Believe It or Not, People Love Writing Book Reviews

Posted by Patrick Brown on July 18, 2011
A couple of weeks ago, in the journal n+1, Elizabeth Gumport published an impassioned critique of reviews, focusing specifically on book reviews. I doubt very much that I'll be able to summarize it, so please do click through and read it in its entirety. It is worth your time.

Gumport seems to have two critiques, one which applies to book reviews as publications (The New York Times Book Review, for instance) and the other to reviews themselves. While the first part of her argument rings true to me -- the role of the book review section has diminished and changed in recent years -- it's not the section I'd like to discuss. Rather, I'd like to focus on this line from near the end of Gumport's essay: "If we could read and write anything we wanted, what would we read and write? Probably not book reviews?"

Really? This doesn't fit with my experience here at Goodreads. At last count, we have over 8 million text reviews on the site (with at least 100 characters of text), and we add roughly 8 to 9,000 more each day. How do we reconcile this with Gumport's argument that we don't actually enjoy reading or writing book reviews? If this were true, why would so many people be flocking to a site to write book reviews?

The answer lies in the nature of our reviews. On Goodreads, a review is a personal opinion, and, more importantly, a jumping off point for a passionate discussion. While there are certainly some reviews on the site that fall into the trap of plot summary, most are emotional reactions -- what about the book was moving, which characters are likable and which aren't. This sets the stage for passionate debate of ideas among friends -- something that is fairly impossible in the traditional book review. Our members have commented on over 400,000 different reviews. That represents an astounding volume of literary dialog.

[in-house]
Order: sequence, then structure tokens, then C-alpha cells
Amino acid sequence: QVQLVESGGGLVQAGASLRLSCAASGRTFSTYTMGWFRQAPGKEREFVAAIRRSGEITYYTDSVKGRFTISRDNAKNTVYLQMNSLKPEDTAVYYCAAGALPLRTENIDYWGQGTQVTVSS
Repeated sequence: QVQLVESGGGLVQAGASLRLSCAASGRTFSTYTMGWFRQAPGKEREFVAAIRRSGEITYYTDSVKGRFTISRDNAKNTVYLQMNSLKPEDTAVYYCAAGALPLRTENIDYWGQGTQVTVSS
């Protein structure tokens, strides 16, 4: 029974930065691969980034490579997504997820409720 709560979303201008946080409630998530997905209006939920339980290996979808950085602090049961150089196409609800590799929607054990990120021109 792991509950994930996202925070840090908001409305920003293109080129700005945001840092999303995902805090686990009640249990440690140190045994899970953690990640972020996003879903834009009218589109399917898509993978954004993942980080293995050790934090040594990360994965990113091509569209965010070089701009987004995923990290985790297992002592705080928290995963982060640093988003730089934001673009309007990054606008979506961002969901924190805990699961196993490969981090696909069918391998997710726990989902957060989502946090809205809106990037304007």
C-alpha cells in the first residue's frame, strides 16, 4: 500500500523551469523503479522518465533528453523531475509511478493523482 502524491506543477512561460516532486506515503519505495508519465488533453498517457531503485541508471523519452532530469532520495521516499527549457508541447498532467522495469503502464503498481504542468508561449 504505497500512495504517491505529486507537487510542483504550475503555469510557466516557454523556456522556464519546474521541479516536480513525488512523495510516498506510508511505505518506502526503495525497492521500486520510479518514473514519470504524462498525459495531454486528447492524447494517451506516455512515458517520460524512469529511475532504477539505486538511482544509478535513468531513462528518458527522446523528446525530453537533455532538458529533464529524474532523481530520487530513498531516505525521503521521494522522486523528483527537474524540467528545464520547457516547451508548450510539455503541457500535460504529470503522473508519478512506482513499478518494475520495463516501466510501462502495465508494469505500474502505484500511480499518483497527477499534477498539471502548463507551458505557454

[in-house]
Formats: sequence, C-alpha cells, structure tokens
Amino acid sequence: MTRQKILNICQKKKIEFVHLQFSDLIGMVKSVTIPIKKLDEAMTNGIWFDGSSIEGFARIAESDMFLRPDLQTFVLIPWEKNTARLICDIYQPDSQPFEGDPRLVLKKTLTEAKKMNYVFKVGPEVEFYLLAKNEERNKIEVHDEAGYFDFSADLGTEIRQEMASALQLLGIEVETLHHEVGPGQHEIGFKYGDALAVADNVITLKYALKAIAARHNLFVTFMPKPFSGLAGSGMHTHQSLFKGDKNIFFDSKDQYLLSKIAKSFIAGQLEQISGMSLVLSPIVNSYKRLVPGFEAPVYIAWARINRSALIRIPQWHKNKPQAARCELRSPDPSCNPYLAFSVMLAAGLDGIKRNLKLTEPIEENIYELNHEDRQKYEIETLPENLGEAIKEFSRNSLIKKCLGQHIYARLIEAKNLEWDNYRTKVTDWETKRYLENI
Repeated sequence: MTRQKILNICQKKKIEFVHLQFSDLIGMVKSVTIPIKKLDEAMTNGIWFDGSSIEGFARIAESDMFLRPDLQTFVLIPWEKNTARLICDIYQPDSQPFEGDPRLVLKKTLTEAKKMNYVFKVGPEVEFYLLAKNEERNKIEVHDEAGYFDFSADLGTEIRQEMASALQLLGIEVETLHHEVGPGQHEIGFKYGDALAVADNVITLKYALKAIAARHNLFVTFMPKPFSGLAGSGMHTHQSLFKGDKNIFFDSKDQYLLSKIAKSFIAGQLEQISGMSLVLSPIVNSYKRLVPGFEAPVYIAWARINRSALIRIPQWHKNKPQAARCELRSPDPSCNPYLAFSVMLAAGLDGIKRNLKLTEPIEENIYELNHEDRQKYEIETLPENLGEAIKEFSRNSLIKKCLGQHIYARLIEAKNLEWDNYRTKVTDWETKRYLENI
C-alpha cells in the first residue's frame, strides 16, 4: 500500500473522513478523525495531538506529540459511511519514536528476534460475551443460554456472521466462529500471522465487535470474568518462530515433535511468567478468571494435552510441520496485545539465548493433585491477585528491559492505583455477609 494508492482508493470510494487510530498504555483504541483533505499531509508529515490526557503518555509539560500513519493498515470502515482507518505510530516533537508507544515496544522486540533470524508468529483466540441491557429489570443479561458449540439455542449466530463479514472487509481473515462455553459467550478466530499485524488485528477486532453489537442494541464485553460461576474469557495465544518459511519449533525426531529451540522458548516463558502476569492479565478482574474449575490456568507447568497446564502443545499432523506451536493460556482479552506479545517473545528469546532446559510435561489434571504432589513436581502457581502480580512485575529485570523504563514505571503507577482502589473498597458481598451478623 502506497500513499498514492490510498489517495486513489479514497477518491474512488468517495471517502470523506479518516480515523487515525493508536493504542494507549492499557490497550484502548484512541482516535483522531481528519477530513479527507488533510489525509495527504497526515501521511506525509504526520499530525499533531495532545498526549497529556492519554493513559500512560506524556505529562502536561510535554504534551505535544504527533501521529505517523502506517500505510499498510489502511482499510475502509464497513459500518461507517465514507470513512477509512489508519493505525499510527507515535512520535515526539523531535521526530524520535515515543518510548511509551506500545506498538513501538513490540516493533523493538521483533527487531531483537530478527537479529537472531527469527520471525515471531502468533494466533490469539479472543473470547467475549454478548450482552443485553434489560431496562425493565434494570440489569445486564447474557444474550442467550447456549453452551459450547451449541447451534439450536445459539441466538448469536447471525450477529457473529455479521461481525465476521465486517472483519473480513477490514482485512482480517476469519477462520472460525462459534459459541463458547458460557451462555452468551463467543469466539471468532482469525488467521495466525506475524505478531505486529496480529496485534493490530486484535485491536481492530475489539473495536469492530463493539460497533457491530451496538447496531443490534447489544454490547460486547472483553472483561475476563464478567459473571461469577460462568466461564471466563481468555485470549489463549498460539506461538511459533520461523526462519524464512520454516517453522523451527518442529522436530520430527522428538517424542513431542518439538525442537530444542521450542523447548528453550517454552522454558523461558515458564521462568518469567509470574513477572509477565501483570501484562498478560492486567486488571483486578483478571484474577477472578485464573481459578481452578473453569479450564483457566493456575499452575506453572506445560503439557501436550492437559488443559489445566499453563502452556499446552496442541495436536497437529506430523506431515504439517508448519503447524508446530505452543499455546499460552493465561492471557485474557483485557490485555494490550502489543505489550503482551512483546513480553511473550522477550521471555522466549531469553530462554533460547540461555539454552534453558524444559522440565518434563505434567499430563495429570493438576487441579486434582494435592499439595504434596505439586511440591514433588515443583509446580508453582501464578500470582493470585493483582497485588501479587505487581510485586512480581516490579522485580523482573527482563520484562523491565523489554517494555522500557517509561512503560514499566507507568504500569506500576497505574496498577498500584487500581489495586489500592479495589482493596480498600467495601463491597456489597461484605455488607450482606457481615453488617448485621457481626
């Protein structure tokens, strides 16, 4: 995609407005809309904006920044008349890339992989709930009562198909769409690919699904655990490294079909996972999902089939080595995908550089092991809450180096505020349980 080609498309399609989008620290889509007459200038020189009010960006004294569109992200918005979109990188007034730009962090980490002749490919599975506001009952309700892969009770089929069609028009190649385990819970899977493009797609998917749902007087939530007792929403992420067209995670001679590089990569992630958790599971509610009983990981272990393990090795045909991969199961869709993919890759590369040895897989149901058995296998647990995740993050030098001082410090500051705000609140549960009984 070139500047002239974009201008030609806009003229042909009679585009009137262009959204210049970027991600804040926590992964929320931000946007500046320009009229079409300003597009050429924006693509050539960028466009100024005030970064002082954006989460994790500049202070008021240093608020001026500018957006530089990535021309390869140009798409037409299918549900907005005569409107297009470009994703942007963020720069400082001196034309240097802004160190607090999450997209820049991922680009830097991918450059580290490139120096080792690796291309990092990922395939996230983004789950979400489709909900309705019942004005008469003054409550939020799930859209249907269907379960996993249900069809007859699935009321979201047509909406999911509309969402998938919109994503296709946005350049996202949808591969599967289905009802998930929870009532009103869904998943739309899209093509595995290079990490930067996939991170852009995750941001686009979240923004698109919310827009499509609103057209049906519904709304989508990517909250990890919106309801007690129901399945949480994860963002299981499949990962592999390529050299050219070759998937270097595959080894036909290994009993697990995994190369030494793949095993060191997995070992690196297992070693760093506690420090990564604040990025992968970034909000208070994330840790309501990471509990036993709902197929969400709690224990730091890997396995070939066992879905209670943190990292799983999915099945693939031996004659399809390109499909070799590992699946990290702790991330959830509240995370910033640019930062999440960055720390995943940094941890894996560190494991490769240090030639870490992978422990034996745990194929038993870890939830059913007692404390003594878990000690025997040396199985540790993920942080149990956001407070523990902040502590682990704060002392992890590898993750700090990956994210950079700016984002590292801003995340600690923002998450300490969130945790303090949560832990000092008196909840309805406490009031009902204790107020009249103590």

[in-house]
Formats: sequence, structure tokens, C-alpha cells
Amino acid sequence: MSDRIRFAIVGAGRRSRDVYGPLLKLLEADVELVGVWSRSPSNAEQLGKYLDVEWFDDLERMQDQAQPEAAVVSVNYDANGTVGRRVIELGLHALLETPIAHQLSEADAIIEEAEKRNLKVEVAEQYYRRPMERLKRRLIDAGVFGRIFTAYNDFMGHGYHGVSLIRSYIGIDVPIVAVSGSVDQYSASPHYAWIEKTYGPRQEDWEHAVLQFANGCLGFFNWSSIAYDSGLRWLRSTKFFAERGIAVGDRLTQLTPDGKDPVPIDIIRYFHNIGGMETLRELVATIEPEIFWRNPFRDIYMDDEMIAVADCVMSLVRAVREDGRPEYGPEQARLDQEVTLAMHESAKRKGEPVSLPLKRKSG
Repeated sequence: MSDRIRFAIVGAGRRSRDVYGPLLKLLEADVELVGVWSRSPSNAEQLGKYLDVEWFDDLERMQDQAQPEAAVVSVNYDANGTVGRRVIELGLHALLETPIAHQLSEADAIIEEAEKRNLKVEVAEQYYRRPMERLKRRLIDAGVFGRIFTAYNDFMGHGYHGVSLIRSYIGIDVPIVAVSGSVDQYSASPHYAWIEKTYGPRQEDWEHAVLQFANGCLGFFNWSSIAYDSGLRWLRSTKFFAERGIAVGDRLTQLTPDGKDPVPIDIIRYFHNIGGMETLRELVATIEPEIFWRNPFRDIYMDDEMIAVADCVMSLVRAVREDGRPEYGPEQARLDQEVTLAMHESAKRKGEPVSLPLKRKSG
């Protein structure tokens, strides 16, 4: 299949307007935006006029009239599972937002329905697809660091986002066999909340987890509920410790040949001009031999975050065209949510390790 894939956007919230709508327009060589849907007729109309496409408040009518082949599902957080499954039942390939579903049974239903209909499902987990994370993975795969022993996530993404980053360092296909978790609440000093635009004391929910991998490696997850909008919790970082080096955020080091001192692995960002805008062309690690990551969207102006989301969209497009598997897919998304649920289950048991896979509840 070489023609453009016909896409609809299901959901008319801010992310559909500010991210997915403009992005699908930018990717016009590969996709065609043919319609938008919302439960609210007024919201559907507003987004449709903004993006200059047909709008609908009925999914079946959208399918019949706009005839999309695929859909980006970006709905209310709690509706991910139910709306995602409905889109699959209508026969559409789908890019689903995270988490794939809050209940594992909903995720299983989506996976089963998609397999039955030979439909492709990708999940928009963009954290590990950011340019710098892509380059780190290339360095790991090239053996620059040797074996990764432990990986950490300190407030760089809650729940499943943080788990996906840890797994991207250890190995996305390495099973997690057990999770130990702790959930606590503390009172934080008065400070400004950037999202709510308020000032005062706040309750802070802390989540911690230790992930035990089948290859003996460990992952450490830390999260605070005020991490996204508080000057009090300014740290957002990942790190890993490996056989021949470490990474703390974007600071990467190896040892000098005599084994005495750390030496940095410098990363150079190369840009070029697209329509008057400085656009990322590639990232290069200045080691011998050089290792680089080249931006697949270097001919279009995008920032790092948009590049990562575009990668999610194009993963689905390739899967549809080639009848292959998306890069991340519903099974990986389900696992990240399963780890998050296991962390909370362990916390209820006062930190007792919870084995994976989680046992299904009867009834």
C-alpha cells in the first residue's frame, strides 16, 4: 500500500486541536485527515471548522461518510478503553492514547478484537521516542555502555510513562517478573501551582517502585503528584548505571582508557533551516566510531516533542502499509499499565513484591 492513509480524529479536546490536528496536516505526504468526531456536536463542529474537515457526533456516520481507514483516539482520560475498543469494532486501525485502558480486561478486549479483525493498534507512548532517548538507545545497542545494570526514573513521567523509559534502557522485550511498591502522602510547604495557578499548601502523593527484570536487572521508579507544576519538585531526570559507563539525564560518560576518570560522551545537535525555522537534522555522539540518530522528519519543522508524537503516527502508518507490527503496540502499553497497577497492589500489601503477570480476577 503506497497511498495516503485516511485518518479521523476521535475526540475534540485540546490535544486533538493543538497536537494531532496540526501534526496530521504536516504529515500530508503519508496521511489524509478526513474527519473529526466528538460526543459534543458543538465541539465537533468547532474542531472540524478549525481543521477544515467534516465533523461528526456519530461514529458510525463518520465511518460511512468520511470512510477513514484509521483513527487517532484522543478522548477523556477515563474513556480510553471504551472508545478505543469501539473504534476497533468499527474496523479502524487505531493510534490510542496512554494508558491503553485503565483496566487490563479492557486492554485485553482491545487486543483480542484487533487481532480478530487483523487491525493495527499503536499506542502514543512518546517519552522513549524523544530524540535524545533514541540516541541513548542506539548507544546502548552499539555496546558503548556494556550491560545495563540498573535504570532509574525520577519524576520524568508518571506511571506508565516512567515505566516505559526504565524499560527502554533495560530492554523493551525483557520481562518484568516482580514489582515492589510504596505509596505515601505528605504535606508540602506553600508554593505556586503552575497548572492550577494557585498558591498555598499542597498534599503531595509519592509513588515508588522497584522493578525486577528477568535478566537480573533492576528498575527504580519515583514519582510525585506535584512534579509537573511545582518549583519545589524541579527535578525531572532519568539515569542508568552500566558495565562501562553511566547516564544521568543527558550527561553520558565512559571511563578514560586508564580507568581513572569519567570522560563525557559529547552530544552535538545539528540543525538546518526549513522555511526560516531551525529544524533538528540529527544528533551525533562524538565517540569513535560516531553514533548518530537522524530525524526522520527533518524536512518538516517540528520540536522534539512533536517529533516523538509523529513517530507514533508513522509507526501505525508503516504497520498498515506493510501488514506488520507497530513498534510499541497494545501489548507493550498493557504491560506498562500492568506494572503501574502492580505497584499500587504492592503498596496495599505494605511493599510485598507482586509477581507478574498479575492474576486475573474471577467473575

Furthermore, looking at our top reviews for the past week (those receiving the most "likes"), I'm struck by how creative and, in some cases, unconventional they are (Many of them use images, for instance). These are deeply personal creative pieces of writing, works that arguably share as much with the average blog post as they do with a book review. And they are clearly wildly popular. In fact, they appear to be gaining popularity, rather than losing it.

With that in mind, why do you read and write reviews? And what makes Goodreads reviews appealing while those of newspaper review sections appear to be waning in popularity?

Comments Showing 1-4 of 4 (4 new)

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message 1: by Serge (new)

Serge The A book or music review is highly subjective.

Most people want to share things they discovered and liked, share their passion.

The latest book I mentioned on 'Serge the Concierge' is 'Paris to the Past' by Irene Caro or French history a train ride away.

Here is the link


message 2: by Betsy (last edited Jul 31, 2011 09:16PM) (new)

Betsy Newspaper reviews have to meet certain criteria, of the publication and its readers. It seems to me they try very hard to be "literary" and prove how incredible intelligent and well-read the reviewer is. They are very competitive with each other.

On Goodreads, it's much more unrestrained and personal. You get a wide variety in style, length, and opinion. They can be very personal or very erudite or rather crude. Everyone wants to have their reviews liked, but it doesn't seem to be the same type of competition. Here on Goodreads, you are writing a review as much for consumption by your friends as by the reading public and they reflect that.

message 3: by Tricia (new)

Tricia As a former English major, I find that I retain more information if I synthesize it by writing a review. By recording my impressions I can better remember how I felt after reading it, and whether or not I want to read it again.

message 4: by Wendy (new)

Wendy White Good Reads is basically my favourite site on the net (other than Dropbox and Zen Habits). I used to get all my book reviews from Amazon, but these days I find it far easier to get them all here. Good Reads is basically the only website community I really, truly care about ;-)

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